Key groups oppose Gov. Newsom's signing of the bill delaying start times for adolescents and teens

    STUDENT WELLBEING

    OCTOBER 13, 2019
    JOHN FENSTERWALD
    6 COMMENTS

    CREDIT: CHEZ_SUGI, CREATIVE COMMONS

    Gov. Gavin Newsom signed legislation Sunday that will mandate a later morning start for most middle and high schools, choosing to side with pediatricians and the PTA rather than the state’s leading teachers union and groups representing school boards and superintendents.

    The bill’s author said California will now become the first state to require later start times in response to medical research that shows most teens are sleep deprived as a result of changes to their biological clocks that prevent them from going to sleep early.

    Senator Anthony Portantino, D-San Fernando, was effusive in praising Newsom for signing a bill that former Gov. Jerry Brown vetoed a year ago. Brown said start times should remain a local decision.

     “Today, Governor Newsom displayed a heartwarming and discerning understanding of the importance of objective research and exercised strong leadership as he put our children’s health and welfare ahead of institutional bureaucracy resistant to change,” Portantino said in a statement. “Generations of children will come to appreciate this historic day and our Governor for taking bold action.”

    Expressing disappointment, the California School Boards Association said the mandate “fails to respect parental decisions or consider the needs of local communities.” The research on later start times is inconclusive but the impact on families can be predicted, said spokesman Troy Flint. The bill “will disproportionately affect low-income families and prevent many students from working after school or from caring for their siblings,” he said, adding it could increase the need for childcare for “already cash-strapped families.”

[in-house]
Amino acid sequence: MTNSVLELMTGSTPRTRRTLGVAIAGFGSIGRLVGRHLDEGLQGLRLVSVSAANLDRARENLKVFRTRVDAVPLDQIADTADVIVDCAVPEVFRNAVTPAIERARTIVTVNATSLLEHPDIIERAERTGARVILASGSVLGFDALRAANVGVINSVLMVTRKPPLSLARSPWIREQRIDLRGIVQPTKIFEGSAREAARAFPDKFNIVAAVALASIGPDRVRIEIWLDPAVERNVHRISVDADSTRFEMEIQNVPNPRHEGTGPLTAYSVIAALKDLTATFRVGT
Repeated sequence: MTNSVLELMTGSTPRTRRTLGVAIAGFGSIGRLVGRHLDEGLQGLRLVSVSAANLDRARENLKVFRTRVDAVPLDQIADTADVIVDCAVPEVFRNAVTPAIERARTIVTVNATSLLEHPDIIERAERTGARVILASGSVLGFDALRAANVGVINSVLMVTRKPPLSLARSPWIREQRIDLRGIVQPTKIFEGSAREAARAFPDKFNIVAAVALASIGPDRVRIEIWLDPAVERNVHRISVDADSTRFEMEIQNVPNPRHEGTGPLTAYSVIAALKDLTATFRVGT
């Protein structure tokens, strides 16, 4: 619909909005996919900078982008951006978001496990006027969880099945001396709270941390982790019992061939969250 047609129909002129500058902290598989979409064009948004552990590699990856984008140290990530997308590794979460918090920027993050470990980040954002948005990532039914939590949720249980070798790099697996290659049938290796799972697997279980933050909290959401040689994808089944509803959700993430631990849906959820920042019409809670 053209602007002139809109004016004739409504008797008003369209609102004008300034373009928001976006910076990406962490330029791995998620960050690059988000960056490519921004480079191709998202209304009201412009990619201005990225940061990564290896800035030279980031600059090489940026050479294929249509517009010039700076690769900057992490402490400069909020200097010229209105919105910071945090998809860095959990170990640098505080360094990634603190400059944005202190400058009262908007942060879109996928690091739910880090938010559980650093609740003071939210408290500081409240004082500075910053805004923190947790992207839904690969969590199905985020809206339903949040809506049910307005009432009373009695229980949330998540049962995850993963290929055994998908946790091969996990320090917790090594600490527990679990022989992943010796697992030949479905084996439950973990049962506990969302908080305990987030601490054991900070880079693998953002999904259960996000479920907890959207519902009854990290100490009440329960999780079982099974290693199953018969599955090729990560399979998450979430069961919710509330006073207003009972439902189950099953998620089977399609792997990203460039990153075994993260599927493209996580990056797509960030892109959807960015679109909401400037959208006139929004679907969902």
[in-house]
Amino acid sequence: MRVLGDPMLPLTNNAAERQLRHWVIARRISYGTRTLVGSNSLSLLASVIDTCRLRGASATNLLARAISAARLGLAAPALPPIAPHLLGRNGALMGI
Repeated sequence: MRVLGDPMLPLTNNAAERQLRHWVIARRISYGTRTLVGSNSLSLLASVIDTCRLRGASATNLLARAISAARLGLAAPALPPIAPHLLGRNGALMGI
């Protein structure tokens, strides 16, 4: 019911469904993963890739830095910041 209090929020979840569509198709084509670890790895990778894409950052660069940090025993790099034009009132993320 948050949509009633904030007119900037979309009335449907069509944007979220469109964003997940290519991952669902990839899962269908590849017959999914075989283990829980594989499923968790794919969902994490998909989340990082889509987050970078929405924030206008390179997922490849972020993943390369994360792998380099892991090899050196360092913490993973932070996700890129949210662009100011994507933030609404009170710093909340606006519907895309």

• 09/26/2019 8:20 PM | Cheryl Casagrande (Administrator)
    SEPTEMBER 24, 2019
    YUXUAN XIEDANIEL J. WILLIS, AND JOHN FENSTERWALD

    California school districts need to significantly increase their education spending to ensure that students have adequate resources and support to provide the state’s content standards and meet its academic goals. Based on 2016-17 numbers, funding schools adequately to meet these goals would have required a 38 percent increase in spending, or $25.6 billion. That would mean an average increase of $4,686 per student in that year, although the amount would vary by school district. 

    That’s the conclusion of a study conducted by the American Institutes for Research for Getting Down to Facts, a project that was published in 2018 by Stanford University and Policy Analysis for California Education (PACE).

    For more on how the study was done, go to “What Does It Cost to Educate California’s Students? A Professional Judgment Approach.”

    To come up with a definition for adequate funding, the researchers from the American Institutes for Research asked two panels of expert K-12 educators to determine the staffing, programs and other resources students would need to meet the academic and content standards set by the State Board of Education.

    For the full article please click this link